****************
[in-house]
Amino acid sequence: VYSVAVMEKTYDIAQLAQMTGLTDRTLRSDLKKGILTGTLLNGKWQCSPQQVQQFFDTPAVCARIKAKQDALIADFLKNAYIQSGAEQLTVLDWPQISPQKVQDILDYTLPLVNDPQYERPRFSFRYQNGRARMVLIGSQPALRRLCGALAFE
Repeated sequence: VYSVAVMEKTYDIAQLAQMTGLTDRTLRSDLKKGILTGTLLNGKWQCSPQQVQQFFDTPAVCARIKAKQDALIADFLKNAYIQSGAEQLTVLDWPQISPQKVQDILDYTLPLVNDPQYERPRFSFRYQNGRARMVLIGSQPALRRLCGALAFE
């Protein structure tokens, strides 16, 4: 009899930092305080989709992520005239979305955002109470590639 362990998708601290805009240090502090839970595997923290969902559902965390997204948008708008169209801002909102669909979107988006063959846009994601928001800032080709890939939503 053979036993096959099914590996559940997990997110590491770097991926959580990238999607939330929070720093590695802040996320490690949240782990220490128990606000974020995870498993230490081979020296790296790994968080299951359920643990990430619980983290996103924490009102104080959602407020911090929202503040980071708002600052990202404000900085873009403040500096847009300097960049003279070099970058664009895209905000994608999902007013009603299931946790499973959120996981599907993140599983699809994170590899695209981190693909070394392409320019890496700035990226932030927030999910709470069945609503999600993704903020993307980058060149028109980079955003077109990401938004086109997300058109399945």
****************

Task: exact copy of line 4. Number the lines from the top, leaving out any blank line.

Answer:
């Protein structure tokens, strides 16, 4: 009899930092305080989709992520005239979305955002109470590639 362990998708601290805009240090502090839970595997923290969902559902965390997204948008708008169209801002909102669909979107988006063959846009994601928001800032080709890939939503 053979036993096959099914590996559940997990997110590491770097991926959580990238999607939330929070720093590695802040996320490690949240782990220490128990606000974020995870498993230490081979020296790296790994968080299951359920643990990430619980983290996103924490009102104080959602407020911090929202503040980071708002600052990202404000900085873009403040500096847009300097960049003279070099970058664009895209905000994608999902007013009603299931946790499973959120996981599907993140599983699809994170590899695209981190693909070394392409320019890496700035990226932030927030999910709470069945609503999600993704903020993307980058060149028109980079955003077109990401938004086109997300058109399945």